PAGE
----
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No Name Design - © Museum für Kunst und Gewerbe MKG Hamburg

Hamburg Showcases "No Name Design"

A current exhibition in the Museum für Kunst und Gewerbe Hamburg brings into focus the shape of everyday items

Jack-knives, scissors, gloves and measuring instruments are items of daily use that make life easier but don’t receive much attention from their users. The Swiss product designer and teacher Franco Clivio (b. 1942) has collected them ‒ some 1,000 objects, for the most part small in scale, which the Museum für Kunst und Gewerbe Hamburg (MKG) will present in an exhibition starting on 11 December 2015.

An Hommage to Anonymous Everyday Design

What these articles have in common is clever form and functionality based on unusual ideas and designs. In the majority of cases it is not known who invented or designed them; they belong to the category of anonymous everyday design and are not part of the officially celebrated design culture. “No-Name Design” is a declaration of love to these inconspicuous objects, to their intelligent designs and the – usually concealed – technical ingenuity that surprises and amazes us when we take a closer look.

Curiosity Cabinet of All Good and Eternal

The exhibition is a kind of chamber of curiosities of product design with encyclopaedic character. It shows what constitutes good, timeless design. The items included fill thirty display cases meticulously arranged by the photographer Hans Hansen. In twenty-nine chapters, Franco Clivio tells the stories behind the objects. Forty photo sequences illustrate how the various apparatuses and gadgets work in detail.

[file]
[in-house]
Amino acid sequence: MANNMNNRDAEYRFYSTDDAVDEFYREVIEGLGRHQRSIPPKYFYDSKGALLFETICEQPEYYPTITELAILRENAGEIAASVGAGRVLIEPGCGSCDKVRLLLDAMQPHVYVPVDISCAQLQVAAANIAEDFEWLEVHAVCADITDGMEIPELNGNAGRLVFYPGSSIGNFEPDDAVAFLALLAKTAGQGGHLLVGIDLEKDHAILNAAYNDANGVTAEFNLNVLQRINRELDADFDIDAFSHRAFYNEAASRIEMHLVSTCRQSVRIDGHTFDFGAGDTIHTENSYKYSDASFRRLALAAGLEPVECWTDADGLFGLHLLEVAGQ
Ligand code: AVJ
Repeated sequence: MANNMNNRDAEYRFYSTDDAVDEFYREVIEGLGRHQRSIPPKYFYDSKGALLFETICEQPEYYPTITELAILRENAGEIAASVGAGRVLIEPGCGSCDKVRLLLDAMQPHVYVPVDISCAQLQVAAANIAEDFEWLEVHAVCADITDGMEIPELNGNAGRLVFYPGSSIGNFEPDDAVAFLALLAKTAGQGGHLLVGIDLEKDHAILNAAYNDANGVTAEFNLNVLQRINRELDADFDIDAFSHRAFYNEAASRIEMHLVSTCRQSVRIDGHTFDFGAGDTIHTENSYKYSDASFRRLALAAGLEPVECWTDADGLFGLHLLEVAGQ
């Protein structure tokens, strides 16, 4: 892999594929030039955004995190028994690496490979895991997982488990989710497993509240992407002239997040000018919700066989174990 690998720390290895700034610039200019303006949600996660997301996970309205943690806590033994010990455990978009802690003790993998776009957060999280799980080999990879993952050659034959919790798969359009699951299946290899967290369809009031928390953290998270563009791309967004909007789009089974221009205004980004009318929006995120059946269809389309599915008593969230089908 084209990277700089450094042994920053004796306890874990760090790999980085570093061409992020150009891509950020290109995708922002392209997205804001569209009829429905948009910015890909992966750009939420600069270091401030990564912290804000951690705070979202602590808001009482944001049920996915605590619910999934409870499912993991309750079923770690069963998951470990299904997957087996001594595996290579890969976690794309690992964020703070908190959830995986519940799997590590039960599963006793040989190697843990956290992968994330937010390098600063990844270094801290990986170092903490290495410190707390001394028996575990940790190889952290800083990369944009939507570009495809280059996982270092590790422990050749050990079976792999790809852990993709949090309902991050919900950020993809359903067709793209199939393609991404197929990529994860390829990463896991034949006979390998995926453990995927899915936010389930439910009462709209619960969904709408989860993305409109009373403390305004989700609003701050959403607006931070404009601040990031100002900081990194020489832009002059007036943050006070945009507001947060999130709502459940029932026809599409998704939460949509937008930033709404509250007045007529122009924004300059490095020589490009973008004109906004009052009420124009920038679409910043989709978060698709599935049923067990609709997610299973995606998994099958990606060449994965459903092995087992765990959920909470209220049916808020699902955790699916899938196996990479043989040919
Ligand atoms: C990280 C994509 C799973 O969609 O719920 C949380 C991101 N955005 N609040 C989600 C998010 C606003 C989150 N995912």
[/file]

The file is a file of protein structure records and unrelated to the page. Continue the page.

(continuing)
A film portrait introduces the designer Franco Clivio and his “way of looking at things”. Deep affection for the commonplace, apparently ‘undesigned’ object suitable for daily use accompanies Clivio in his role as an academy teacher and a design practitioner in the employ of such companies as ERCO, FSB, Lamy, Gardena, Rodenstock or Siemens. The exhibition is being made possible with kind support from the Swiss cultural foundation Pro Helvetia, burkhardt leitner modular spaces and the Sarah Maier collection.
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source and further details:
www.mkg-hamburg.de

About designexport

In the German design capital, some 14,000 designers work as a lone wolf, in design offices, in international agency networks, and local design companies. In order to strengthen the creative sector, the design centre designxport was opened as central point of contact, showcase, and meeting place of the industry at the Elbarkaden of HafenCity Hamburg.

designxport co-operates with institutions, universities, projects and initiatives and is the central contact for designers, companies and media of the sector. Operating at the interface of culture, science, technology and economy, designxport’s activities range from networking to consultancy and promotion. designxport initiates contacts and promotes exchanges with colleagues from Germany and abroad.

designxport is a project of designxport e.V. and is sponsored by the Ministry of Culture of the Free and Hanseatic City of Hamburg.

source and further details: www.designxport.de

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